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El Paso Community College
Library Research Guides

EPCC Summer Program 2020- Evaluating Online Sources

Target audience: ages 8 through 13. Dates: June 8-26, Tuesdays and Thursdays, from 3-4pm

Misinformation and Disinformation

  • This section attempts to break down and explore aspects of misinformation and disinformation.
  • Misinformation (noun): false or inaccurate information, especially that which is deliberately intended to deceive.
  • Disinformation (noun): false information which is intended to mislead, especially propaganda issued by a government organization to a rival power or the media.


  • .Fake News (noun): 

(usually used with a singular verb)
1. false news stories, often of a sensational nature, created to be widely shared or distributed for the purpose of generating revenue, or promoting or discrediting a public figure, political movement, company, etc.:
It’s impossible to avoid clickbait and fake news on social media.




2. a parody that presents current events or other news topics for humorous effect in an obviously satirical imitation of journalism:
The website publishes fake news that is hilarious and surprisingly insightful.



3. Sometimes Facetious. (used as a conversational tactic to dispute or discredit information that is perceived as hostile or unflattering):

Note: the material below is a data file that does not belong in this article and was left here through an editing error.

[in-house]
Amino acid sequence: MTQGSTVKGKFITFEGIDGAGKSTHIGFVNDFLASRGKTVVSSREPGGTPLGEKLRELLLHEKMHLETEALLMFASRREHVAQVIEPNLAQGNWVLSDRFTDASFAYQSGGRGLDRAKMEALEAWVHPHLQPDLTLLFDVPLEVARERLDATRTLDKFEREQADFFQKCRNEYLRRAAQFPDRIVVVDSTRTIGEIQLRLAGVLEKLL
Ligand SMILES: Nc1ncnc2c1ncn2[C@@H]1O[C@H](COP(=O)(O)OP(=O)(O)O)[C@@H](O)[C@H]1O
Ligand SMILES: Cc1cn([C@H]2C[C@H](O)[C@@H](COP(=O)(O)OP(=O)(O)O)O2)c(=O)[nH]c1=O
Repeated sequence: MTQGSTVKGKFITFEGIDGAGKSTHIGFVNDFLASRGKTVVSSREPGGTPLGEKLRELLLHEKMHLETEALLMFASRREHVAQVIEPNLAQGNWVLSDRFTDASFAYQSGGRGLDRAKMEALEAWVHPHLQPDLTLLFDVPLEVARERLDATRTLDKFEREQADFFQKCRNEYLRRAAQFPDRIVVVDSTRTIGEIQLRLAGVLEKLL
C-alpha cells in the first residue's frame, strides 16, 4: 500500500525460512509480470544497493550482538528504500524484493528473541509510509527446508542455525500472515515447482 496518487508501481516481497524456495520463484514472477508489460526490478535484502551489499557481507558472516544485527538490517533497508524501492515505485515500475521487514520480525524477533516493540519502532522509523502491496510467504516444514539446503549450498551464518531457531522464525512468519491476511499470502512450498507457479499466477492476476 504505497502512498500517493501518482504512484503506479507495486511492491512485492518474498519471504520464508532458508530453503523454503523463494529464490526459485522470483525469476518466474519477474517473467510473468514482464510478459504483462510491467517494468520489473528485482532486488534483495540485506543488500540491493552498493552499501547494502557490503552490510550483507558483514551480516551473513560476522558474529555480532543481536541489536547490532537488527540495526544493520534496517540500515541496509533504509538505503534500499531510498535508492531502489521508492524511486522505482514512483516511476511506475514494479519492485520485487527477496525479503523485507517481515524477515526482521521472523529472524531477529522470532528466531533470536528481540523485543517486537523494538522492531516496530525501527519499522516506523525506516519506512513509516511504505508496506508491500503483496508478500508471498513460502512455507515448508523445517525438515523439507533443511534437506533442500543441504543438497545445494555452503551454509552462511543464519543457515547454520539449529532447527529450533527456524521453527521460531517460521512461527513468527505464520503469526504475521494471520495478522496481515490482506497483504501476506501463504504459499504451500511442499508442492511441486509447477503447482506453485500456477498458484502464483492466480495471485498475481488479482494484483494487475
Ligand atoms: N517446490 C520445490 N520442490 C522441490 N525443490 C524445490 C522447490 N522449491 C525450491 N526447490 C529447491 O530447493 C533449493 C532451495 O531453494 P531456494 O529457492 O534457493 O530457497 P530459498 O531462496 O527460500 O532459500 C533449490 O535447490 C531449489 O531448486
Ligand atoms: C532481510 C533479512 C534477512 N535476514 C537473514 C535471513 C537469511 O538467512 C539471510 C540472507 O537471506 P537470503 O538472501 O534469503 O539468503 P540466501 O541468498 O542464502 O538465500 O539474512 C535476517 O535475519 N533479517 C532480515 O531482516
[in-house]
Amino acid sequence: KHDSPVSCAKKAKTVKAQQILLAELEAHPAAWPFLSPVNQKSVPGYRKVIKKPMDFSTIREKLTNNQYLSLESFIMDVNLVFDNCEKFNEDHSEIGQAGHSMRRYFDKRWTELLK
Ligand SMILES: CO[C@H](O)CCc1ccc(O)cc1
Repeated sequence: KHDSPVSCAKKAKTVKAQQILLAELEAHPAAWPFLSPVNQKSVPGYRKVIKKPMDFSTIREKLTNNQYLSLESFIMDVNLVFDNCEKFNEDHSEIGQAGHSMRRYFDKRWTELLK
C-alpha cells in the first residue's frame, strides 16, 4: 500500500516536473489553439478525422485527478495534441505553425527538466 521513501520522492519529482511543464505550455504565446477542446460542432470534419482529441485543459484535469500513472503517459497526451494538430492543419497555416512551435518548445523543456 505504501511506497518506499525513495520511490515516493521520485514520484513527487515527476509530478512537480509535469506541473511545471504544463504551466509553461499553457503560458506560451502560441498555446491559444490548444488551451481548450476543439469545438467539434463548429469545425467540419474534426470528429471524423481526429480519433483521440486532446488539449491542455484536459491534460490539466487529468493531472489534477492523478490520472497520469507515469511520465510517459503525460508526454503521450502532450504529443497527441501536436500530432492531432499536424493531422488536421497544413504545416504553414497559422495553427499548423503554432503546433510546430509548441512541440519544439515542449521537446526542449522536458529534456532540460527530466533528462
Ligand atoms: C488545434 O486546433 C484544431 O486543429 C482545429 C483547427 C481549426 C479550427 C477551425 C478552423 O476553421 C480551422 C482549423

The senator insisted that recent polls forecasting an election loss were just fake news.



Source: Fake News. 2019. Retrieved from: 



  • Bias—a predisposition that prevents a fair, balanced judgment. Debaters often challenge an opponent’s evidence if they believe that the source is biased. Bias may result from self-interest (a teachers’ union is, of course, very likely to favor higher teacher salaries and larger school budgets; government officials will generally defend the policies they have enacted) or from consistent identification with a particular ideology (the Cato Institute, for instance, almost always advocates for smaller government). 


Source: Phillips, Leslie. (2016). Dictionary of Debate and Public Speaking. New York, NY: International Debate Education Association. P. 15. Retrieved from:

  • Native advertising: is a type of advertising, mostly online, that matches the form and function of the platform upon which it appears


  • Clickbait: (on the Internet) content whose main purpose is to attract attention and encourage visitors to click on a link to a particular web page.


  • Post-truth- Adjective

[Oxford Dictionaries's word of the year for 2016.]

Relating to or denoting circumstances in which objective facts are less influential in shaping public opinion than appeals to emotion and personal belief.

‘in this era of post-truth politics, it's easy to cherry-pick data and come to whatever conclusion you desire’

‘some commentators have observed that we are living in a post-truth age’

Source: Oxford Dictionaries.   

  • Truthiness: the quality of seeming or being felt to be true, even if not necessarily true. (coined by comedian Stephen Colbert in 2005)
  • rage profiteering.” - A rage profiteer is a person or a website that traffics in outrage.

Source: Rage Profiteers: How Bloggers Harness Our Anger For Their Own Gain. Ryan Holiday • 10/21/14 10:06am


  • Yellow journalism: journalism that is based upon sensationalism and crude exaggeration. Origin: 1895: from the appearance in an issue of the New York World of a cartoon in which a child in a yellow dress (‘The Yellow Kid’) was the central figure. The color printing was an experiment designed to attract customers. Source: Google Dictionary 
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